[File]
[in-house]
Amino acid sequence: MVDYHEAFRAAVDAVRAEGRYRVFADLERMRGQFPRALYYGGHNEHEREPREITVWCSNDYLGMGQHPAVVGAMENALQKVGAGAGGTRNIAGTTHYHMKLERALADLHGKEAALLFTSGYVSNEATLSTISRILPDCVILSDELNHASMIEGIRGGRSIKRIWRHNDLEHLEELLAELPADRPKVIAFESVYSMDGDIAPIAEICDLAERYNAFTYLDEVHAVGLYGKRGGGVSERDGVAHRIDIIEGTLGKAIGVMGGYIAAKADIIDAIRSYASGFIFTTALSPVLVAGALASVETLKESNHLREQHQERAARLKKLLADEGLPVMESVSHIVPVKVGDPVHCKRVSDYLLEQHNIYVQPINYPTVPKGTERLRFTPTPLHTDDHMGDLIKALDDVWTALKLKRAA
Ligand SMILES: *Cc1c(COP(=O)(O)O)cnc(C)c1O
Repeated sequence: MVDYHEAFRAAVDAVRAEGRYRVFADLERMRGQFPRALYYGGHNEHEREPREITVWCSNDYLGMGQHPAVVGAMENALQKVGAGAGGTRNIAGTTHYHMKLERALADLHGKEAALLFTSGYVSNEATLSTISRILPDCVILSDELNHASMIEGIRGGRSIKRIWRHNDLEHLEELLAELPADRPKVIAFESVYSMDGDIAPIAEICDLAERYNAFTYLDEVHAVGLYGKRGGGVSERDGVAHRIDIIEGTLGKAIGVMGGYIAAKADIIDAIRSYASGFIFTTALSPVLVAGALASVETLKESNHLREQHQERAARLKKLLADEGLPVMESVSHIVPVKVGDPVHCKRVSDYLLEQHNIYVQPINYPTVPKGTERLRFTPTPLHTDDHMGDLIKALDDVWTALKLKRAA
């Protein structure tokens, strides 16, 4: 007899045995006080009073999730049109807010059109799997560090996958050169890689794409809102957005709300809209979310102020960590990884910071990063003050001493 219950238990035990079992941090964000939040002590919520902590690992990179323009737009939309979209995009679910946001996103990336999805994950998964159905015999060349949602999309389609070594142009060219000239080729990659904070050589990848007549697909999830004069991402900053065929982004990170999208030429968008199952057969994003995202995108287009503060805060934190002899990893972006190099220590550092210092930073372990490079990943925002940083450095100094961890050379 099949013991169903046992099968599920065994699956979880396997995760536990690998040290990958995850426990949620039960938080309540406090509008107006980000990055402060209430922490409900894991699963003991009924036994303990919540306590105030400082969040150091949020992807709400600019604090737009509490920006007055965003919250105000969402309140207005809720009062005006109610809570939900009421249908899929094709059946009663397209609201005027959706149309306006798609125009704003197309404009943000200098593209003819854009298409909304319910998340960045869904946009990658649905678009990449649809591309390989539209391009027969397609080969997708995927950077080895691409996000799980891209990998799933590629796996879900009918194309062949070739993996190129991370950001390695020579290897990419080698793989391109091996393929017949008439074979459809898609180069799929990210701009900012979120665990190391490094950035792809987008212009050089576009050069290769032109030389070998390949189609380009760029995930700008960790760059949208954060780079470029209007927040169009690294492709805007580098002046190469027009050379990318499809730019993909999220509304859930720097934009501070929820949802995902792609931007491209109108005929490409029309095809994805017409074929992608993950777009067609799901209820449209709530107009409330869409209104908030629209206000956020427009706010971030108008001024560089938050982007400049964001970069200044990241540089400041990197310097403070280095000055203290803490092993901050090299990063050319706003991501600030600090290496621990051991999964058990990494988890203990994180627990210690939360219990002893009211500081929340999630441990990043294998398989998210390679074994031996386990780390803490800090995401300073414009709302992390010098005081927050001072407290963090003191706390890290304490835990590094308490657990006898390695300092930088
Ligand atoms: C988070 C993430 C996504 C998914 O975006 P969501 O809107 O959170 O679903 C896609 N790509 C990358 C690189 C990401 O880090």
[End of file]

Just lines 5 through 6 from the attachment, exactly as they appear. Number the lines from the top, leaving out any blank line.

């Protein structure tokens, strides 16, 4: 007899045995006080009073999730049109807010059109799997560090996958050169890689794409809102957005709300809209979310102020960590990884910071990063003050001493 219950238990035990079992941090964000939040002590919520902590690992990179323009737009939309979209995009679910946001996103990336999805994950998964159905015999060349949602999309389609070594142009060219000239080729990659904070050589990848007549697909999830004069991402900053065929982004990170999208030429968008199952057969994003995202995108287009503060805060934190002899990893972006190099220590550092210092930073372990490079990943925002940083450095100094961890050379 099949013991169903046992099968599920065994699956979880396997995760536990690998040290990958995850426990949620039960938080309540406090509008107006980000990055402060209430922490409900894991699963003991009924036994303990919540306590105030400082969040150091949020992807709400600019604090737009509490920006007055965003919250105000969402309140207005809720009062005006109610809570939900009421249908899929094709059946009663397209609201005027959706149309306006798609125009704003197309404009943000200098593209003819854009298409909304319910998340960045869904946009990658649905678009990449649809591309390989539209391009027969397609080969997708995927950077080895691409996000799980891209990998799933590629796996879900009918194309062949070739993996190129991370950001390695020579290897990419080698793989391109091996393929017949008439074979459809898609180069799929990210701009900012979120665990190391490094950035792809987008212009050089576009050069290769032109030389070998390949189609380009760029995930700008960790760059949208954060780079470029209007927040169009690294492709805007580098002046190469027009050379990318499809730019993909999220509304859930720097934009501070929820949802995902792609931007491209109108005929490409029309095809994805017409074929992608993950777009067609799901209820449209709530107009409330869409209104908030629209206000956020427009706010971030108008001024560089938050982007400049964001970069200044990241540089400041990197310097403070280095000055203290803490092993901050090299990063050319706003991501600030600090290496621990051991999964058990990494988890203990994180627990210690939360219990002893009211500081929340999630441990990043294998398989998210390679074994031996386990780390803490800090995401300073414009709302992390010098005081927050001072407290963090003191706390890290304490835990590094308490657990006898390695300092930088
Ligand atoms: C988070 C993430 C996504 C998914 O975006 P969501 O809107 O959170 O679903 C896609 N790509 C990358 C690189 C990401 O880090």